Title: Re: safale wb-06
Post by: tomsawyer on September 06, 2011, 01:40:46 PM
I used WB-06 for quite a few American wheats since the wife enjoys that style.  I thought the yeast did a decent job but I don't recall getting much clove/banana from it.  In the meantime, wifey has branched into German hefes and I've been using WLP300 and WLP380, she likes the 300 best.

I never really find myself reaching for wheat beers although my latest witbier is pretty tasty.  I appreciate the style and its fun to tweak ferm temps and pitching rates to get the perfect balance of banana and clove.  I did have a Boulevard wheat the other day due to the lack of decent beers at the place, and it was passable.
Title: Re: safale wb-06
Post by: majorvices on September 06, 2011, 02:25:48 PM
Well, WB-06 is a german weissbier strain so it should give you the typical ester and phenol profile. Surprised you didn't get that, Tom.
Title: Re: safale wb-06
Post by: jaybeerman on September 06, 2011, 06:22:34 PM
You just don't understand the dislike I have for American hefes.  I prefer BMC to them.  When it's 100F+ on the river, Coors Banquet is very refreshing, but I wouldn't touch any of the Am. hefes I've tried.  In Seattle weather, I'll pass on the macro lagers and Am. hefes and drink water.  It's happened before and will again.  We were at a water park two days ago - they had Bud and Bud Light.  I had water.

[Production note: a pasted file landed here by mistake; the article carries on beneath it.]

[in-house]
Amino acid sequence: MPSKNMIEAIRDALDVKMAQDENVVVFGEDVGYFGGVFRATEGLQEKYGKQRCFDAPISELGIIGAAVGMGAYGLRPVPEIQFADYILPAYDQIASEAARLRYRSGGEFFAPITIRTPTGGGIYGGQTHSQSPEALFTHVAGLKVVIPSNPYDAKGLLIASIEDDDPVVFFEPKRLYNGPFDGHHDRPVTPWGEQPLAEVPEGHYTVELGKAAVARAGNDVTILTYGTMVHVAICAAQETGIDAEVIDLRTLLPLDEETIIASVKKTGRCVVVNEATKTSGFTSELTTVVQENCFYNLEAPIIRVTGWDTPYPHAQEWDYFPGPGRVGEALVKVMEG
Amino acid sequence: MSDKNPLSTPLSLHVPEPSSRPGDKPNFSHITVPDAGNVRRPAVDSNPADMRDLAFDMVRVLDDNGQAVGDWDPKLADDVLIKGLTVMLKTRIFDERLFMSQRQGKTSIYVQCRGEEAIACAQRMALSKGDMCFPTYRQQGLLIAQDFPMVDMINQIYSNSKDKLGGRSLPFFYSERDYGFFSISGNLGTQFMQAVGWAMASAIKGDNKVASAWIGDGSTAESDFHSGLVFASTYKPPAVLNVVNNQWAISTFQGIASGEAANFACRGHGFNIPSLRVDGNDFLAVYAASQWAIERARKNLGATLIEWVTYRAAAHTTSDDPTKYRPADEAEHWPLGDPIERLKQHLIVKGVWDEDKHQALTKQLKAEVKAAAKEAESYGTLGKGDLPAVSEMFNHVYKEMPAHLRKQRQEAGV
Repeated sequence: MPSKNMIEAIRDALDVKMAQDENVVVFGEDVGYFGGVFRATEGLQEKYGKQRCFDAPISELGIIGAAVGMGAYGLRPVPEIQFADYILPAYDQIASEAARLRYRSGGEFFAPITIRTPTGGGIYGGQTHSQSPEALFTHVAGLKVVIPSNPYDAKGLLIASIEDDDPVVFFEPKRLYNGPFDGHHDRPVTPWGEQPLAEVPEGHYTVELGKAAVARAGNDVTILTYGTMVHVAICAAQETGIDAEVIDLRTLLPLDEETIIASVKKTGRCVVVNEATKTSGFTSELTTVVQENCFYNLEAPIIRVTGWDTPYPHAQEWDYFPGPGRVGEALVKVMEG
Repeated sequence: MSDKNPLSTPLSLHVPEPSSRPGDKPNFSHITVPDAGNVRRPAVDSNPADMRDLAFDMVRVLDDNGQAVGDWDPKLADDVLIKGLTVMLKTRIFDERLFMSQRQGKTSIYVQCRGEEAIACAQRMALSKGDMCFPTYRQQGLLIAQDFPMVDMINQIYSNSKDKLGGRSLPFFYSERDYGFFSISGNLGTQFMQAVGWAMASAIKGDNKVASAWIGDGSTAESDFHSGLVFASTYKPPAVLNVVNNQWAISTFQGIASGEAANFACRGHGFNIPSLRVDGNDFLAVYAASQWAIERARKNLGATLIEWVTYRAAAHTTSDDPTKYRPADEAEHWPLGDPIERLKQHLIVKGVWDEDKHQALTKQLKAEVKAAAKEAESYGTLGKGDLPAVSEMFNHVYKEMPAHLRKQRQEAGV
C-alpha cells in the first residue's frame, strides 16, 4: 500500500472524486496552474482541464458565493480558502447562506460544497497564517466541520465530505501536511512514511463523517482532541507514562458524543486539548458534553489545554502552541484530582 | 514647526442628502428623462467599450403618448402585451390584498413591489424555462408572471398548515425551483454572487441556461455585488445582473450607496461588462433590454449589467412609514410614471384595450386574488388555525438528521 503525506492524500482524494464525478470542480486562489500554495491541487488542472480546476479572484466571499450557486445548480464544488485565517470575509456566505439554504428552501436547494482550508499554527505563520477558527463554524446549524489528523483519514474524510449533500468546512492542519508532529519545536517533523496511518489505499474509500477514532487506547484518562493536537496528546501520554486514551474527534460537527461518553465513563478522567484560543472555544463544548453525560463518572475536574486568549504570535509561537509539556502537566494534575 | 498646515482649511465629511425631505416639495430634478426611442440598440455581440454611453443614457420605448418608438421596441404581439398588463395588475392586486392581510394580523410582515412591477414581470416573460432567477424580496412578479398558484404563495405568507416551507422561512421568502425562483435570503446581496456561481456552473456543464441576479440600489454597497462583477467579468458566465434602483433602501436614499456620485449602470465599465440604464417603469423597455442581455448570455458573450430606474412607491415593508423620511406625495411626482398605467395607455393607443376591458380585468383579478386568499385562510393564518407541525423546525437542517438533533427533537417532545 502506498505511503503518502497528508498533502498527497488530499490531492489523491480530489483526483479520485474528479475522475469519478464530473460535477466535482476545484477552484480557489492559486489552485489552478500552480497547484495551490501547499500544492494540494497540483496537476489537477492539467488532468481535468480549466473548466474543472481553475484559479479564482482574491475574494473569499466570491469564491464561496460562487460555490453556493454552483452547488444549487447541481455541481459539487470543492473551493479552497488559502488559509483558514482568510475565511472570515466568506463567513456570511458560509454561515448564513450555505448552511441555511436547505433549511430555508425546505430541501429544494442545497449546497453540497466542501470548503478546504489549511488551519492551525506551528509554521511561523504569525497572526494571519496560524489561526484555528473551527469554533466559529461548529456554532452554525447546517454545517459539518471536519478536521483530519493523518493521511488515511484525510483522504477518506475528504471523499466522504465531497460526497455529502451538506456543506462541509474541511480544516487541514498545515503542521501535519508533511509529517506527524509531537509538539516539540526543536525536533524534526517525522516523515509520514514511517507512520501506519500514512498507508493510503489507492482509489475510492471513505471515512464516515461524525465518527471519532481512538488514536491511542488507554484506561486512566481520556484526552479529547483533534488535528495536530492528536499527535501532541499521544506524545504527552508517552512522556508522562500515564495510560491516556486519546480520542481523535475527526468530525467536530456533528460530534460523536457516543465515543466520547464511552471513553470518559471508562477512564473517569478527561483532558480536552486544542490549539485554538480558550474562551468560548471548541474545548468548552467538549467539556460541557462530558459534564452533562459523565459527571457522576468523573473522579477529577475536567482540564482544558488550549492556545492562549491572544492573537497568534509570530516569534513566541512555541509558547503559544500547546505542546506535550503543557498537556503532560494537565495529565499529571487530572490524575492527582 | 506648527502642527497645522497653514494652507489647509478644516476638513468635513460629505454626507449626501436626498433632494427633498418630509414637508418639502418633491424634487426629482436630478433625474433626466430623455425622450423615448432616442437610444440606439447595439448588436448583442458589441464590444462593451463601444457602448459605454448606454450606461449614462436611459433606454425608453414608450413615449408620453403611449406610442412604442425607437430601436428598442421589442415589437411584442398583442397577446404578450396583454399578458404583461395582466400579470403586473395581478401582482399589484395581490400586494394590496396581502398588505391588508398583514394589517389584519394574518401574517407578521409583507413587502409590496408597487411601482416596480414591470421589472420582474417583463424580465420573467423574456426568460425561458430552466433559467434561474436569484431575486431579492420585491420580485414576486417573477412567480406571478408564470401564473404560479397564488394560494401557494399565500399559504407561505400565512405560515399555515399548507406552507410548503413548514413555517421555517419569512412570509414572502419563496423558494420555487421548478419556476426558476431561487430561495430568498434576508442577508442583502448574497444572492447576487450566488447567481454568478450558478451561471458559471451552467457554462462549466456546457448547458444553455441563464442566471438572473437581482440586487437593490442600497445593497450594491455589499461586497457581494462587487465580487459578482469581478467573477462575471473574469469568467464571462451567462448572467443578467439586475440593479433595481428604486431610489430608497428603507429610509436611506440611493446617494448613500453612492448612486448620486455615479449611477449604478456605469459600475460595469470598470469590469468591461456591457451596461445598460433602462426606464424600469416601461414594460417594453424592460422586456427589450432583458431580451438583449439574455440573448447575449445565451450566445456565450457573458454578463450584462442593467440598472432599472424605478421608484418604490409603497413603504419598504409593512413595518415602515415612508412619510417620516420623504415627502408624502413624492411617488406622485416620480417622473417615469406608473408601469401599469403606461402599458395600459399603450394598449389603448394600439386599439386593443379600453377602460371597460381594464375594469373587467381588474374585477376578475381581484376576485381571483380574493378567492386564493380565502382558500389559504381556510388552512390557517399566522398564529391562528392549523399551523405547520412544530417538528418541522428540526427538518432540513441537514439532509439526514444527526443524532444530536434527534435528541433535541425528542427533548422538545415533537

I pretty much feel the same though maybe not quite as strongly.  So via a full beer profile explain what would constitute an exceptable american hefe or if you can't do that then your personal ideal german hefe (I'm talking the flavors, aromas, mouthfeel, overall character, etc.)

The reason I ask - I've made what I would call an american autumn wheat, its still has the refreshing wheat character but with a little more body or oomph.  I'm curious what other american wheat haters would think of it.

My vote would be for 380 otherwise.
Title: Re: safale wb-06
Post by: tomsawyer on September 06, 2011, 08:06:51 PM